• 16. Other professions• Medical• Engineering• Accounting• Legal
  • 17. Medical• Medical profession uses postgraduate q qualifications to enable career development into specialist areas e.g. – Psychiatry – Oncology – Occupational medicine – Forensic mental health
  • 18. Engineering• Like Medicine postgraduate modules are available for career development e.g. p g• Loughborough University modules – P j t management Project t – Cost and value management – Managing construction organisations – Estimating and planning
  • 19. Accounting• Accounting is regulated and there is a strict requirement for CPD q• Examples of post graduate level CPD – St t i management and leadership Strategic t d l d hi – International accounting – Business information technology
  • 20. Legal• Legal profession is a good parallel because it is a very broad field as is the IT profession• Masters in Laws or LL.M qualification gives recognised skills to practise particular areas of g Law by selecting modules• Queen Mary College – Over 100 Specialist modules you combine to make a masters or diploma p
  • 21. IT• Lots MSc’s – Few in direct partnership with employers p p p y – Few linked to business and strategy• Need a better linkage for course purpose in career and organisational development
  • 22. The IT Disciplines• Do we need a better linkage and signposting of p g g p g postgraduate study to y support the disciplines within the IT profession?• Does the SFIA framework provide the necessary structure to organise learning and more defined career progression? p g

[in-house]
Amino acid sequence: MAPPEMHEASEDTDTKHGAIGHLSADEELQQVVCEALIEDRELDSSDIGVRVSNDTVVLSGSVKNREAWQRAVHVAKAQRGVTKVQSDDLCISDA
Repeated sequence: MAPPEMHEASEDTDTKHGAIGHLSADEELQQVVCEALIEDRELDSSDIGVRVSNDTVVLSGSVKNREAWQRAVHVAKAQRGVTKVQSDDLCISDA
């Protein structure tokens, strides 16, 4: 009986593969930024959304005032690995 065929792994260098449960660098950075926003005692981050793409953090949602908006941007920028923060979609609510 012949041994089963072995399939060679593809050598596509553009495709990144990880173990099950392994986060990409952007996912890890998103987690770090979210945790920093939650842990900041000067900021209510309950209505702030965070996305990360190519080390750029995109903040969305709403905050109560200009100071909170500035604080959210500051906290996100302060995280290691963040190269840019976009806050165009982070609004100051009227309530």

• 23. Example programme
  • 24. Programme purpose• Fast track new entrants into IT• Provides key basis for future influence in organisational success 1. 1 Leadership d team-working L d hi and t ki 2. Business and strategy 3. Project and delivery 4. Change management– Better contribution quicker
  • 25. Employer involvement • British Airways * y • IBM * • BT • IPS * • Cabinet Office * • INQ Mobile * • Cancer Research • Lincolnshire Police * • CarPhone Warehouse * • Metropolitan Police * • Centrica * • Ministry of Justice * • DCSF * • National Archives • DfID * • National Grid * • DWP * • NHS Di t * Direct • EDS / HP • NHS Wales • FPS * • Oracle Consulting • GCHQ * • Royal Borough of Kensington • Home Office * • Sainsbury’s * • HMRC * • SFW • HM Prison Service * • Solution 7 * • HM Treasury * • Sussex HIS S • Hounslow PCT • Tata • TfL * Have bought places on the programme
  • 26. Programme Progression
  • 27. The vision• Raise uptake of postgraduate education in the IT workforce• Postgraduate education targeted at specific IT careers• Set employers needs at the heart of postgraduate courses for IT careers• Organise postgraduate education using SFIA to support career excellence
  • 28. The result• More competitive UK organisations underpinned by IT p y• IT careers mapped into disciplines by SFIA• The IT industry working together to raise the bar on educational attainment for careers